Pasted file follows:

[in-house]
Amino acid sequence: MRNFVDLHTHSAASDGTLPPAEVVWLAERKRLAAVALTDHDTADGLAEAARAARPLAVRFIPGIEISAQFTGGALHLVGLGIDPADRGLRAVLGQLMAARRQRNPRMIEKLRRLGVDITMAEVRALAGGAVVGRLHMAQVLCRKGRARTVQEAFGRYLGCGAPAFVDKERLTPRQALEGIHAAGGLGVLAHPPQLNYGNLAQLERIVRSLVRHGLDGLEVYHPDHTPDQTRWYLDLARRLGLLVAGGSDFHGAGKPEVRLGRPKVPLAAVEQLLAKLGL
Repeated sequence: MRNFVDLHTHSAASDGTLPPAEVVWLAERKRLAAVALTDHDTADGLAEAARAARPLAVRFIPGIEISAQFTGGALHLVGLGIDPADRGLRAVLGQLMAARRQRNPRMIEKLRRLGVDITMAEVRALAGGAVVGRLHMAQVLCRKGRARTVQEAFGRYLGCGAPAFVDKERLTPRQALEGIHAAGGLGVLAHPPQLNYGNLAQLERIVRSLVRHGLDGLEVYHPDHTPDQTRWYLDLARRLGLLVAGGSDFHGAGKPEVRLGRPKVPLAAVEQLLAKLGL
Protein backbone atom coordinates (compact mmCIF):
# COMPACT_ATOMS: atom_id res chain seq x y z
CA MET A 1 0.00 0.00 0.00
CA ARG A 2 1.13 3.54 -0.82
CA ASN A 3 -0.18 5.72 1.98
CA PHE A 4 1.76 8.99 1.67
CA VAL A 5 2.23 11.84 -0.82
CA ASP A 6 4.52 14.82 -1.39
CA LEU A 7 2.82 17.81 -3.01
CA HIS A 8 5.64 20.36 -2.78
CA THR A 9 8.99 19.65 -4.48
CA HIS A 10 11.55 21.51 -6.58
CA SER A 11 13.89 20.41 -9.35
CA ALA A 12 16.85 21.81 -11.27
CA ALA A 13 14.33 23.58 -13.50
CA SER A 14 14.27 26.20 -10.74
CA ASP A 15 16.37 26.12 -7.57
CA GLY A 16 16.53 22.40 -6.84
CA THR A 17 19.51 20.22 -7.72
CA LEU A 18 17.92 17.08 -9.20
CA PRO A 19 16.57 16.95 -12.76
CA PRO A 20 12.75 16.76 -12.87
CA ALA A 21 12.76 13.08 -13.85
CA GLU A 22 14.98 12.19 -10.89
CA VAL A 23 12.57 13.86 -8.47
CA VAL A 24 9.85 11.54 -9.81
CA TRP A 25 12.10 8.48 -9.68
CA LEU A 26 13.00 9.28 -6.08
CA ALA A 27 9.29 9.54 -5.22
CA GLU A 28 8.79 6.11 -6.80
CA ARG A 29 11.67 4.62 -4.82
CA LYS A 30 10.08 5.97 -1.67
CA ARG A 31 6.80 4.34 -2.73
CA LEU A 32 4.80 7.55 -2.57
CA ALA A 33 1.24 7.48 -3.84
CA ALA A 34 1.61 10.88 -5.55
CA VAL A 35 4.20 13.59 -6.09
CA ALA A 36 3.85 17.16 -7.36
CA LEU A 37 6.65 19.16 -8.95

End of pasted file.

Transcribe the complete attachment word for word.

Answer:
[in-house]
Amino acid sequence: MRNFVDLHTHSAASDGTLPPAEVVWLAERKRLAAVALTDHDTADGLAEAARAARPLAVRFIPGIEISAQFTGGALHLVGLGIDPADRGLRAVLGQLMAARRQRNPRMIEKLRRLGVDITMAEVRALAGGAVVGRLHMAQVLCRKGRARTVQEAFGRYLGCGAPAFVDKERLTPRQALEGIHAAGGLGVLAHPPQLNYGNLAQLERIVRSLVRHGLDGLEVYHPDHTPDQTRWYLDLARRLGLLVAGGSDFHGAGKPEVRLGRPKVPLAAVEQLLAKLGL
Repeated sequence: MRNFVDLHTHSAASDGTLPPAEVVWLAERKRLAAVALTDHDTADGLAEAARAARPLAVRFIPGIEISAQFTGGALHLVGLGIDPADRGLRAVLGQLMAARRQRNPRMIEKLRRLGVDITMAEVRALAGGAVVGRLHMAQVLCRKGRARTVQEAFGRYLGCGAPAFVDKERLTPRQALEGIHAAGGLGVLAHPPQLNYGNLAQLERIVRSLVRHGLDGLEVYHPDHTPDQTRWYLDLARRLGLLVAGGSDFHGAGKPEVRLGRPKVPLAAVEQLLAKLGL
Protein backbone atom coordinates (compact mmCIF):
# COMPACT_ATOMS: atom_id res chain seq x y z
CA MET A 1 0.00 0.00 0.00
CA ARG A 2 1.13 3.54 -0.82
CA ASN A 3 -0.18 5.72 1.98
CA PHE A 4 1.76 8.99 1.67
CA VAL A 5 2.23 11.84 -0.82
CA ASP A 6 4.52 14.82 -1.39
CA LEU A 7 2.82 17.81 -3.01
CA HIS A 8 5.64 20.36 -2.78
CA THR A 9 8.99 19.65 -4.48
CA HIS A 10 11.55 21.51 -6.58
CA SER A 11 13.89 20.41 -9.35
CA ALA A 12 16.85 21.81 -11.27
CA ALA A 13 14.33 23.58 -13.50
CA SER A 14 14.27 26.20 -10.74
CA ASP A 15 16.37 26.12 -7.57
CA GLY A 16 16.53 22.40 -6.84
CA THR A 17 19.51 20.22 -7.72
CA LEU A 18 17.92 17.08 -9.20
CA PRO A 19 16.57 16.95 -12.76
CA PRO A 20 12.75 16.76 -12.87
CA ALA A 21 12.76 13.08 -13.85
CA GLU A 22 14.98 12.19 -10.89
CA VAL A 23 12.57 13.86 -8.47
CA VAL A 24 9.85 11.54 -9.81
CA TRP A 25 12.10 8.48 -9.68
CA LEU A 26 13.00 9.28 -6.08
CA ALA A 27 9.29 9.54 -5.22
CA GLU A 28 8.79 6.11 -6.80
CA ARG A 29 11.67 4.62 -4.82
CA LYS A 30 10.08 5.97 -1.67
CA ARG A 31 6.80 4.34 -2.73
CA LEU A 32 4.80 7.55 -2.57
CA ALA A 33 1.24 7.48 -3.84
CA ALA A 34 1.61 10.88 -5.55
CA VAL A 35 4.20 13.59 -6.09
CA ALA A 36 3.85 17.16 -7.36
CA LEU A 37 6.65 19.16 -8.95